My fitness tracker wristband registered 22,576 steps the first day of last month’s Kitchen and Bath Show in Las Vegas—roughly 12 miles for me. But who’s counting when you’re on a treasure hunt for smart design? Overall, our editors noticed an upbeat mood as manufacturers focused on modern styles, innovative technology and handcrafted finishes. In detail, there was more brass, mixed metals, LED lighting inside cabinets and gray finishes. Here are a few finds we especially liked:
If you are like me, the words Hula-Hoop make you think of kneeling down to pick a pink circle of plastic up off the grass, trying to swing it around your waist only to watch it twirl to the ground, then picking it back up again. The Hula-Hoops of my childhood were weighted down by gravity to an astounding degree.
Before we leave the month of presidents’ birthdays, let’s ponder for one moment longer one of history’s most-pondered people: Illinois’ own Abe Lincoln. We never seem to tire of this roughhewn Midwesterner who already has countless towns named after him, his face carved into a mountain and enough books written about him to form another small mountain.
Even in this era of Google Reader and text alerts blasting headlines at us throughout the day, you still sometimes get your news via your parents calling on the phone to read the hometown paper aloud. So it happened a week ago when my dad called from outside Lincoln, Nebraska, and said, “Did you hear what happened to this young farmer you met who was using the horses?”
With the Olympics in Sochi underway, Americans are in the midst of their two-week obsession with sports they generally forget about for the other 1,446 days of the Olympic cycle. As you’re watching the downhill skiing in particular this time around, you should feel special pride in the Midwest’s role in the sport, at least at the recreational level. Because, although few realize it, those of us here in the region better known for hockey and the occasional curling match play a key part in the American skiing industry.
Our Instagrammers were inspired last month by the frozen beauty of the Midwest, especially after Arctic temperatures created almost otherworldly scenes along the Great Lakes. Here are our five most-liked Instagram photos of the month:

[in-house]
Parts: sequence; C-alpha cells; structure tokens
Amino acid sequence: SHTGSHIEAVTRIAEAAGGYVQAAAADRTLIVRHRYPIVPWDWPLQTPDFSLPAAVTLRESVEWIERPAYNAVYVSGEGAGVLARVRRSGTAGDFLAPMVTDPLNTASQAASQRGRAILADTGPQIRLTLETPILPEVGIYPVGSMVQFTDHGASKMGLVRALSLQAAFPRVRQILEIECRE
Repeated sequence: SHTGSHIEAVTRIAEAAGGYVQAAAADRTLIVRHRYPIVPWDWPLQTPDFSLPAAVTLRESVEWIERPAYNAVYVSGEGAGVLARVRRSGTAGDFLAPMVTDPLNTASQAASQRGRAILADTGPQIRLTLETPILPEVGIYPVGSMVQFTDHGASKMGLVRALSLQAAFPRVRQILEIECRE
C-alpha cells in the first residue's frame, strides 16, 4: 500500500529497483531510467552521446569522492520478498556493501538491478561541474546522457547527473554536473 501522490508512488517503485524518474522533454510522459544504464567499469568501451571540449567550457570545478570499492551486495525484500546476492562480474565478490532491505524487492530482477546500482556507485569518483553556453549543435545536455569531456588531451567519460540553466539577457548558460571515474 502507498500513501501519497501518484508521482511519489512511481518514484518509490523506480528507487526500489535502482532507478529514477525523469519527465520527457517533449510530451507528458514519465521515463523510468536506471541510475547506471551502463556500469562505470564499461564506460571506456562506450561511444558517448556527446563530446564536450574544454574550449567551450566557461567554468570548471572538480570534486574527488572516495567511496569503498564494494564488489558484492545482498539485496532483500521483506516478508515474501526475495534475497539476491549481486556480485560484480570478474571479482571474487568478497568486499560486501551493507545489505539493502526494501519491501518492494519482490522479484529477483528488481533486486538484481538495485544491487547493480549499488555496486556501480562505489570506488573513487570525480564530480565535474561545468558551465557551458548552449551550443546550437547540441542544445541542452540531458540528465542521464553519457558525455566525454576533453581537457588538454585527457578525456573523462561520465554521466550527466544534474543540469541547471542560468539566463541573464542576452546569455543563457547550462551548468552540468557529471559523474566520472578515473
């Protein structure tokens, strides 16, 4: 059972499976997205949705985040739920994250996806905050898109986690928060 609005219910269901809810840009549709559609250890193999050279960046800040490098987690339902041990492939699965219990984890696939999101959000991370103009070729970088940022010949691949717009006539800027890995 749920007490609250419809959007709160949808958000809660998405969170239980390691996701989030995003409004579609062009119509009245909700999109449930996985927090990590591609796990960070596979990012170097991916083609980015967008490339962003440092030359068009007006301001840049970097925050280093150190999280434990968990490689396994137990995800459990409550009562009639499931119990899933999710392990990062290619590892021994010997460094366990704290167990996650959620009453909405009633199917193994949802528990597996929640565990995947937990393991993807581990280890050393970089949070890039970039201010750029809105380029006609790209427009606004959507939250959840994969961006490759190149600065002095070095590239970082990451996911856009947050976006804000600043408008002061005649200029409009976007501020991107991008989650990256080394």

#1: A Midwest winter wonderland scene in Minnesota by @jlfiala (http://instagram.com/p/ioVMo1GzaM/).
Can you remember your first trip to a library? Well, I can’t quite place mine either. But I easily recall the excitement of walking out with a stack of books of my own choosing, all in exchange for the simple act of filling out a little card with my name on it. To this point in life, I’d been taught to not even think about leaving the premises with rental roller skates or ugly bowling shoes. But here I was taking 20 books anywhere I wanted, no questions asked. See you back here in three weeks.
The February morning in South Dakota’s Black Hills dawned clear and cold. I had two options for the day: Peer into a hole on Pactola Lake alongside some buddies on an ice-fishing mission or check a hike to Harney Peak off my bucket list. The fishing had been slow to this point, so I headed for the Sylvan Lake trailhead and set out.
January is almost half gone, and the same thing might be said for most of your New Year’s resolutions. (It gets easier to find an available treadmill at our gym every day.) But one promise to yourself that’s probably easier to keep than you think is to eat local more often in 2014. In fact, several Midwest states provide such an embarrassment of riches on this front that if we don’t make some effort to eat local, we should feel as sheepish as a Denver resident who can’t ski.